MEXICO CITY (Reuters) - France’s Safran (SAF.PA), the world’s third-largest aerospace supplier, said on Thursday it had laid off 3,000 employees in Mexico as the aerospace industry faces an unprecedented crisis stemming from the coronavirus pandemic.
Safran’s two plants in Queretaro, an industrial city in the center of the country, are part of a vast network of export-focused factories that have turned Mexico into a key player for global manufacturing supply chains.
Those factories have been bleeding jobs in recent months as manufacturers across the globe scale down production amid forecasts of the biggest global recession in many generations.
“We face a sharp drop in customer orders,” a Safran spokeswoman said in emailed comments to Reuters.
“Unfortunately, this situation is affecting our business and we must take steps to adapt to clients requests. One of these steps is a reduction of the workload,” the spokeswoman added.
Safran started notifying employees of the decision as of the third week of April.
“This tough step is proposed in order to preserve the longer-term existence of Safran in Mexico and to protect more than 10,000 jobs still active in the country,” the spokeswoman said.
Companies in Mexico have been suspending operations and laying off workers as measures designed to slow the spread of highly contagious respiratory coronavirus have put a stranglehold on trade and consumption at home and abroad.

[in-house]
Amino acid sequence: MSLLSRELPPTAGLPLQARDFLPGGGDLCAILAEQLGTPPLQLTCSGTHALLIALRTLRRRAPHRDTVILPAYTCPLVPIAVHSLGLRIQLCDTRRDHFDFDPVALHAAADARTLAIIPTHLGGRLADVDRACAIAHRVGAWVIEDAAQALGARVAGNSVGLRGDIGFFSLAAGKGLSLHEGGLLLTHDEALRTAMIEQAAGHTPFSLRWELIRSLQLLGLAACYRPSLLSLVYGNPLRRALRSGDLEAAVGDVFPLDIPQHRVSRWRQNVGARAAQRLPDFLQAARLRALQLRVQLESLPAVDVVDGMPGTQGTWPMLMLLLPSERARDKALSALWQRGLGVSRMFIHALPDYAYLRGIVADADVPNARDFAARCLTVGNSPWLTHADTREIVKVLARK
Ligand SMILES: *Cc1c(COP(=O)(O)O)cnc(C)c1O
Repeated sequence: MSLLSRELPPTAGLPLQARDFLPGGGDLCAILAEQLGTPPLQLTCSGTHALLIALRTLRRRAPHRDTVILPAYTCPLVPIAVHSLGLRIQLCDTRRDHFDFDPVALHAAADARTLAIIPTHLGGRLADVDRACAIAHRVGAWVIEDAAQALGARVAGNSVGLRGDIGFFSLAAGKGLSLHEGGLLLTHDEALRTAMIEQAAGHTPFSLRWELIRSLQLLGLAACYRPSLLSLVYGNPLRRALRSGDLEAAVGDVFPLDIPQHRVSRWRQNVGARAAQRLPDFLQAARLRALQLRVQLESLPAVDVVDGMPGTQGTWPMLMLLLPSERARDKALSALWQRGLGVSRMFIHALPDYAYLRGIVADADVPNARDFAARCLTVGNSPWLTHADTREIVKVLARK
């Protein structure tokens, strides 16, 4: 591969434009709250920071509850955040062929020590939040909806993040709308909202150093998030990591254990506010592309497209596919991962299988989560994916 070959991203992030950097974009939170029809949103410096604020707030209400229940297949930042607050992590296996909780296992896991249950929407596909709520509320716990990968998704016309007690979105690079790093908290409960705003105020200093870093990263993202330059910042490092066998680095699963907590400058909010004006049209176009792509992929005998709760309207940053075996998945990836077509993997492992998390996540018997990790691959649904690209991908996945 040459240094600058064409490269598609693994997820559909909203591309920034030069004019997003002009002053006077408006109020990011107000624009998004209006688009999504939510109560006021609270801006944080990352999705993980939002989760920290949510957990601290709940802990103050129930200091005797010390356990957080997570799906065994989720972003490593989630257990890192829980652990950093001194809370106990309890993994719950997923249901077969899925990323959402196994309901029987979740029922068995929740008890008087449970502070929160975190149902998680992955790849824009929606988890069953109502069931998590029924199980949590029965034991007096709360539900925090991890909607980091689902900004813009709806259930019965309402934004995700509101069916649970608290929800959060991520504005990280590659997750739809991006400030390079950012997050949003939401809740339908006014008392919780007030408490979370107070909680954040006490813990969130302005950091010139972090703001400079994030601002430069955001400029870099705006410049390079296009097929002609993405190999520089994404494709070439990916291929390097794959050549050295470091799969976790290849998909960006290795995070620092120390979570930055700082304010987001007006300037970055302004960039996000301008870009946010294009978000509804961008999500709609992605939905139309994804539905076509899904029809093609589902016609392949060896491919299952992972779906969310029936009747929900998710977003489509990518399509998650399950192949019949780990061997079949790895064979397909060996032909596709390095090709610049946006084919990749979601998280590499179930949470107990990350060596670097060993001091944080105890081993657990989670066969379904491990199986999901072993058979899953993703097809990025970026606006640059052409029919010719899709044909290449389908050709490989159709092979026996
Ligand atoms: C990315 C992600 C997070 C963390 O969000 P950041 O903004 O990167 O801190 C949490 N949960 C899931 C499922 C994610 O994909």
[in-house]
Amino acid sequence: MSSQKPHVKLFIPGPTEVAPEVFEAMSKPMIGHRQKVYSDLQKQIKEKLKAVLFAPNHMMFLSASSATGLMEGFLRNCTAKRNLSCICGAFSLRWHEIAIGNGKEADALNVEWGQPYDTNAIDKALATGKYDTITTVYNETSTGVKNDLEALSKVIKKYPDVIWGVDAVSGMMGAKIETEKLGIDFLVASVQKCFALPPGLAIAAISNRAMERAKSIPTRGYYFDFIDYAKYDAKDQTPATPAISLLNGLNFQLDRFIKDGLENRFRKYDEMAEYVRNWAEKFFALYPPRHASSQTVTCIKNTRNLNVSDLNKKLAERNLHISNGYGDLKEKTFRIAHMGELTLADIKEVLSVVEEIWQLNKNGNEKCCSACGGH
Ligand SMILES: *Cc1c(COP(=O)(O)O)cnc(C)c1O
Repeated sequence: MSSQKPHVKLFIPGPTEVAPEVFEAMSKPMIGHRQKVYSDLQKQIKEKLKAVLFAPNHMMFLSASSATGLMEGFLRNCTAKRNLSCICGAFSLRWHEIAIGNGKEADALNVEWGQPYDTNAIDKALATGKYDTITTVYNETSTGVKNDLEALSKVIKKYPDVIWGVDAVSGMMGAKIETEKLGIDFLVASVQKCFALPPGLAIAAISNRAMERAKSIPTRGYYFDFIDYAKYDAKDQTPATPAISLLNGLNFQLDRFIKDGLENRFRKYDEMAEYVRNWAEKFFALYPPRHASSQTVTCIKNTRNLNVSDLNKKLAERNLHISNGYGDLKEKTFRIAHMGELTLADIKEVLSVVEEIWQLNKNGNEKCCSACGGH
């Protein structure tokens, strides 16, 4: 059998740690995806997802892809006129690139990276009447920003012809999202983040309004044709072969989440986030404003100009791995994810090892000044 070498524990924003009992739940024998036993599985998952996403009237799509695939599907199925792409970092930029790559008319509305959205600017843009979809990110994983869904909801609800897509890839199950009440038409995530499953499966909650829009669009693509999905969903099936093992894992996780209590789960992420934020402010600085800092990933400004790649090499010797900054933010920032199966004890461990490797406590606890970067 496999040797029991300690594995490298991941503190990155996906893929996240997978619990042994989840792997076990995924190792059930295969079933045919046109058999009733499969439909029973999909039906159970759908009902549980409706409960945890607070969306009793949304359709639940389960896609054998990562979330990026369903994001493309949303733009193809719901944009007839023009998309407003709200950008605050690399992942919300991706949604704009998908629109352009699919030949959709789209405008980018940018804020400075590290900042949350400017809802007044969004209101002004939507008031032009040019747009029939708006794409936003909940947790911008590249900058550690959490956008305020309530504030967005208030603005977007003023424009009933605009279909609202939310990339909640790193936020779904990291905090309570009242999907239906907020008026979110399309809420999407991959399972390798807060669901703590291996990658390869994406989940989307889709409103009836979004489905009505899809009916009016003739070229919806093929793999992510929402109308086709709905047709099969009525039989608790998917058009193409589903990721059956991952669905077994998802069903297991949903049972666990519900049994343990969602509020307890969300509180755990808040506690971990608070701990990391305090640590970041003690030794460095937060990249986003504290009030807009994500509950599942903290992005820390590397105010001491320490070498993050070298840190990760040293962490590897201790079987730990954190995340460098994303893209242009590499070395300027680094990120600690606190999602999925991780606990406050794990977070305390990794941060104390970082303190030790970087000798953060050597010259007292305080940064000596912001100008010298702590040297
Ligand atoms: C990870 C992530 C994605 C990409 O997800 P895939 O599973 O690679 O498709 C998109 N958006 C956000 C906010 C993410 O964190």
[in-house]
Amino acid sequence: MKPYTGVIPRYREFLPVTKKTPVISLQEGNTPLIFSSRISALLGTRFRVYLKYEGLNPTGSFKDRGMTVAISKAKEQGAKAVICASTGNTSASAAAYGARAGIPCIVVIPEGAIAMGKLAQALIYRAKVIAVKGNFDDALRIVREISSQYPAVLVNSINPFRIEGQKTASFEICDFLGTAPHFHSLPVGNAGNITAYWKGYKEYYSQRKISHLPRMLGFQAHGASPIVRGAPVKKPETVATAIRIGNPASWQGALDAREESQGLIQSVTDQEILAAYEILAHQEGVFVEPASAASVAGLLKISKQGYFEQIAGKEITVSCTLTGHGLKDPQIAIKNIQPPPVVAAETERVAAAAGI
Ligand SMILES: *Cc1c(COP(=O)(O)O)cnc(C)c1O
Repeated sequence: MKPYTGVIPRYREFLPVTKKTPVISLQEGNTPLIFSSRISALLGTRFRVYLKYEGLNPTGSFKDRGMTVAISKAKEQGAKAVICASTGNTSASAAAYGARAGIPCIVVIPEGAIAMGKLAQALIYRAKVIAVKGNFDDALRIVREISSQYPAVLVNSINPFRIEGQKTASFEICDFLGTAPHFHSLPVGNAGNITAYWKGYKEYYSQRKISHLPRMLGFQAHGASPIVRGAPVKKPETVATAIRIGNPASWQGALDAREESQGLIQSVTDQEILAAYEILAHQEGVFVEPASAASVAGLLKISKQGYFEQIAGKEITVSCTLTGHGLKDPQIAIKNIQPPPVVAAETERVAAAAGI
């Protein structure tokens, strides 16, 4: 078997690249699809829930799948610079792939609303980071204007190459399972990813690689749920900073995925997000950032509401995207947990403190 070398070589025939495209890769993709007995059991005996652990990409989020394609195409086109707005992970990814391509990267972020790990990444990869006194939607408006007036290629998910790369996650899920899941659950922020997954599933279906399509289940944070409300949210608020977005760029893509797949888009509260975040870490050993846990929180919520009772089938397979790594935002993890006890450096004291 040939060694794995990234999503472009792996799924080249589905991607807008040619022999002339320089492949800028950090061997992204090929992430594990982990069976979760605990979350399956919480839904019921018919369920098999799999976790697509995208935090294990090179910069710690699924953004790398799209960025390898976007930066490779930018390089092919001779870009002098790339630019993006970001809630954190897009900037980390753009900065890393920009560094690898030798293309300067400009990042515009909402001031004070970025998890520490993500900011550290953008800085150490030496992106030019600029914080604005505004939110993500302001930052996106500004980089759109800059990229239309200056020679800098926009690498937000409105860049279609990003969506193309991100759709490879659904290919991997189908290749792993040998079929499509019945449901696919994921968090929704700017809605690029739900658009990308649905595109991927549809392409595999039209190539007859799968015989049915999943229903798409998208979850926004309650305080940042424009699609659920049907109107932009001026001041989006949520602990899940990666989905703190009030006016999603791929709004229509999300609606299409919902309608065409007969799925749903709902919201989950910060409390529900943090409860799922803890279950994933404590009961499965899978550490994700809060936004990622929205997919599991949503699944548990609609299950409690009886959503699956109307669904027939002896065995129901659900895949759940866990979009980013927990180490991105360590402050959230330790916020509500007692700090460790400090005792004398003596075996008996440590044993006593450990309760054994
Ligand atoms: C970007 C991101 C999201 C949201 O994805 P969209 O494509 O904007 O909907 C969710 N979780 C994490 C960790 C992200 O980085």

The National Confederation of Industrial Chambers (Concamin), an influential industry association, estimates about 700,000 Mexican jobs were lost in March and April, and another 650,000 could be lost in May if the reopening of Mexico’s economy does not start until June.
U.S. auto parts maker Yazaki North America, part of Japan-based Yazaki Group, said on Wednesday it was cutting its Mexico workforce by about 20%. That translates into about 14,500 job losses, according to a Reuters calculation.
Mexico has 27,634 confirmed coronavirus cases and 2,704 deaths.
Reporting by Daina Beth Solomon; Additional reporting by Sharay Angulo; Writing by Anthony Esposito; Editing by Peter Cooney and Cynthia Osterman